Comments: Maybe it's time we changed to the Gregorian calendar

It could also be the extra time that the milk has to stay in delivery trucks, what with the bridges and the gridlock and the honking and the clanging, HOOOYYY!

Sorry, I don't really know how to phoenitically reproduce Nutty Professor-speak.

Posted by Mark at December 2, 2004 01:16 PM

The Times City Section's Q&A column once covered this. Their answer:
According to John Gadd, a spokesman for the city's Department of Health, milk shipped to New York is more likely to stand unrefrigerated for brief periods, both before it reaches store shelves and also on the way from store to home. "It's one of those uniquely New York sorts of things," he said. "In other parts of the country, the expiration date is often 11 or 12 days after the date of pasteurization, but our experience and research have shown that here, 9 days is a reasonable threshold."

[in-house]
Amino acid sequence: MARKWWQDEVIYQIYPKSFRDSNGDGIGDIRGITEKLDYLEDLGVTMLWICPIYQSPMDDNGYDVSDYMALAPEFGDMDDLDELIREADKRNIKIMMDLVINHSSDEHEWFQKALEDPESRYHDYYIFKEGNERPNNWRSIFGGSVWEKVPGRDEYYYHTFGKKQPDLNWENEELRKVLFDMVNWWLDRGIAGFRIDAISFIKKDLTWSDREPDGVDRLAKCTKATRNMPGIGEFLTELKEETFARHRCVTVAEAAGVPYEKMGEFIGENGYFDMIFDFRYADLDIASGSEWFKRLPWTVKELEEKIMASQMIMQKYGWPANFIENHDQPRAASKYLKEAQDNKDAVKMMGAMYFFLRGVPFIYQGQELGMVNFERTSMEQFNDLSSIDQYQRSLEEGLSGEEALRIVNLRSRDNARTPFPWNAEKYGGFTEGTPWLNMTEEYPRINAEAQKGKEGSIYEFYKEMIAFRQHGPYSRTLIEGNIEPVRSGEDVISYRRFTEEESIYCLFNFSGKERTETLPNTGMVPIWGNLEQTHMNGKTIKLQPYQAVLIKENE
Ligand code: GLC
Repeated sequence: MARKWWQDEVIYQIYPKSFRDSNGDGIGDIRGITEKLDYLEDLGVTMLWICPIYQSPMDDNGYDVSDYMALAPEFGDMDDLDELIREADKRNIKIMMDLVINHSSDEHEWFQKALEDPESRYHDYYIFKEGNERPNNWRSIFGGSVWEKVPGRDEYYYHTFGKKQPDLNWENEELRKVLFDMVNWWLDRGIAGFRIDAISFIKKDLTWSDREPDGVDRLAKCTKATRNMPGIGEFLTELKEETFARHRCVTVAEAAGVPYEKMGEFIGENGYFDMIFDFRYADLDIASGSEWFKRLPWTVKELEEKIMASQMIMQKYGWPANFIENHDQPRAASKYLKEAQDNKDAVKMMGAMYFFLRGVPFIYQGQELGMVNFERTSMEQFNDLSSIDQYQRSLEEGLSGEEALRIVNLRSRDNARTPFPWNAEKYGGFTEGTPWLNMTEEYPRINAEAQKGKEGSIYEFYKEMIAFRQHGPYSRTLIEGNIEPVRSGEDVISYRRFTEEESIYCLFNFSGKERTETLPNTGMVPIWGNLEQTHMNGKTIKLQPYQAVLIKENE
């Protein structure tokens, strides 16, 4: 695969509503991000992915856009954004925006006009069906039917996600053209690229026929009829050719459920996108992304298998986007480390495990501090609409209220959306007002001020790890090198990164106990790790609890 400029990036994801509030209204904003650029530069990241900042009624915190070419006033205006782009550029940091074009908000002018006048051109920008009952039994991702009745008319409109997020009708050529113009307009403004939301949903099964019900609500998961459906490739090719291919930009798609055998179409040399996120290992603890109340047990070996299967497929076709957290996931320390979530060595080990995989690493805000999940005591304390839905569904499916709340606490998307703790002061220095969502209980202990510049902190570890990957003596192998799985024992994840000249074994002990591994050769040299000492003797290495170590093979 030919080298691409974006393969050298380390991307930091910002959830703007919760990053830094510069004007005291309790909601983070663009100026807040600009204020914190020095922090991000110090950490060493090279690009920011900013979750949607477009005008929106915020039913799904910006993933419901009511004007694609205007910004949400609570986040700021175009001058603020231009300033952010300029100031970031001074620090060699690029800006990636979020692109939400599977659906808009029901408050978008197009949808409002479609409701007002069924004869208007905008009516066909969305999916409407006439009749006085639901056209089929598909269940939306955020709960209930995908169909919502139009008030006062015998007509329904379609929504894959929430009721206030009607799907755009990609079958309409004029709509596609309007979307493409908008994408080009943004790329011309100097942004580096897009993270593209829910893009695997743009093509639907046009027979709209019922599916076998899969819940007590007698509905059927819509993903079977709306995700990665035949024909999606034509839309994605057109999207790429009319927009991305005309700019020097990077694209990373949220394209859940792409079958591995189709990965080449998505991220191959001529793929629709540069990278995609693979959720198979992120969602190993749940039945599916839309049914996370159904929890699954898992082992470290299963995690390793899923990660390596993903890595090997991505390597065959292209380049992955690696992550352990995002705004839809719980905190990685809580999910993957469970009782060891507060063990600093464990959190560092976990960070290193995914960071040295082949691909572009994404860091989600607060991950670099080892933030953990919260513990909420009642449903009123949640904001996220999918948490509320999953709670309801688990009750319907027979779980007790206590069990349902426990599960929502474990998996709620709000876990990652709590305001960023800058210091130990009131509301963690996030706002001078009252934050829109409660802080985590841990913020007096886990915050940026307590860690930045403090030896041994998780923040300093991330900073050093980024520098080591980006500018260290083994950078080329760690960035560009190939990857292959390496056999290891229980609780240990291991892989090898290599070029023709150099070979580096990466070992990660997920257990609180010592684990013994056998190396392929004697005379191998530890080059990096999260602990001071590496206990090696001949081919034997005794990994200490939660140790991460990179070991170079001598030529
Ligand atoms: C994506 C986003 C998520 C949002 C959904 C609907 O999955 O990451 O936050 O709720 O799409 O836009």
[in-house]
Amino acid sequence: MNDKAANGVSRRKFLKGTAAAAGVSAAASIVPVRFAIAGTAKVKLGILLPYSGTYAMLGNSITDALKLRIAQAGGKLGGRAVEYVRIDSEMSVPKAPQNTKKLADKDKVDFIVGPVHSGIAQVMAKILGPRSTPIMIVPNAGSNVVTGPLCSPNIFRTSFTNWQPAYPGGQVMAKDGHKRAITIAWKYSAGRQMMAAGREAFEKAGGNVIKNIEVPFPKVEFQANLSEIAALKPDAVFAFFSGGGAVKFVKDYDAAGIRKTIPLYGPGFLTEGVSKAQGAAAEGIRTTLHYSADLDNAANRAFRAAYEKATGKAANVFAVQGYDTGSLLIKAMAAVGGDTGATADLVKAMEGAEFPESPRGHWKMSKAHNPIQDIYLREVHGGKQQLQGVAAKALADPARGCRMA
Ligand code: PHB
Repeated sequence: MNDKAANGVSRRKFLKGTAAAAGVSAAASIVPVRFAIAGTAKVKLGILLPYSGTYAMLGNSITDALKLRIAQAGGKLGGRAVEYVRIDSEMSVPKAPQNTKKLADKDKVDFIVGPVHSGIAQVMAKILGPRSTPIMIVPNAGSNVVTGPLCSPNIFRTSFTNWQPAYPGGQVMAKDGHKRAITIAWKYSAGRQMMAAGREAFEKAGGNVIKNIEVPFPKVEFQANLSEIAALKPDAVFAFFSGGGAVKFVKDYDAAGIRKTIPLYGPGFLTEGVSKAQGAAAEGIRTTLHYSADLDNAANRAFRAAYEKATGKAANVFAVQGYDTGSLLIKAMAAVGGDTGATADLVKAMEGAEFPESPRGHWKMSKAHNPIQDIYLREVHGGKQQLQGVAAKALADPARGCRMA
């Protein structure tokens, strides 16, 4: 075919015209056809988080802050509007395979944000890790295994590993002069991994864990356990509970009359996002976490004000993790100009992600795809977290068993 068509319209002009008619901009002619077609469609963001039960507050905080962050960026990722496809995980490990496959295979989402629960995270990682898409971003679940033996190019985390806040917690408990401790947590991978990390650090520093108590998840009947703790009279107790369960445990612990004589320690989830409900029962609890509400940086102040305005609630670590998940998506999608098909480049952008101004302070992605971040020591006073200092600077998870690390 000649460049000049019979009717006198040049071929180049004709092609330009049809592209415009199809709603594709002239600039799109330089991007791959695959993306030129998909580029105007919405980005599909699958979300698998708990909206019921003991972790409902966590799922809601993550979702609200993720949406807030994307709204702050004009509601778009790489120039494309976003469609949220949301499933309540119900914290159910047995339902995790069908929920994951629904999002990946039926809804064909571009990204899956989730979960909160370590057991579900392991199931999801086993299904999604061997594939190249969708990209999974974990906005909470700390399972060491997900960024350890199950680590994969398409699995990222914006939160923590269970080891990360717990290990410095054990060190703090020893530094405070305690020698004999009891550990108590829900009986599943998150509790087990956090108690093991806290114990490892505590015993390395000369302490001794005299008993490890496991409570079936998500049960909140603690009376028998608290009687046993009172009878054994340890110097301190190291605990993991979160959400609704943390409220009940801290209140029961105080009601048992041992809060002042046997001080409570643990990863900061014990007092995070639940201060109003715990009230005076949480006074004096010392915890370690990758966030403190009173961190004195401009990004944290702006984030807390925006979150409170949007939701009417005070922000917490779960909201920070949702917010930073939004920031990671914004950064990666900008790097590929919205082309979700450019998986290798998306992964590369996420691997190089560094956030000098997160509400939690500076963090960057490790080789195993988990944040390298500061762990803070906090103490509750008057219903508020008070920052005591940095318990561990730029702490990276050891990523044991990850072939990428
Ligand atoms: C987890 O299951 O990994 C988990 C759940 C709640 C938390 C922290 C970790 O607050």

Others disagree. Henry Beyer, a spokesman for New York State Dairy Foods, a trade group of milk wholesalers, said that refrigeration and processing practices have improved markedly since the nine-day expiration date was introduced "in the days of ice trucks," and that it was more or less ignored until the Department of Health began a recent crackdown.

(snip)

Mr. Gadd and Mr. Beyer agreed that milk consumed on or shortly after the expiration date will usually be perfectly fresh.

Posted by Tim at December 2, 2004 02:46 PM

No, the milk takes longer to get here to NYC, or gets held in case of vcontamination. There is some weird law governing this. I just can't remember why it is...

Posted by Colleen at December 3, 2004 10:02 AM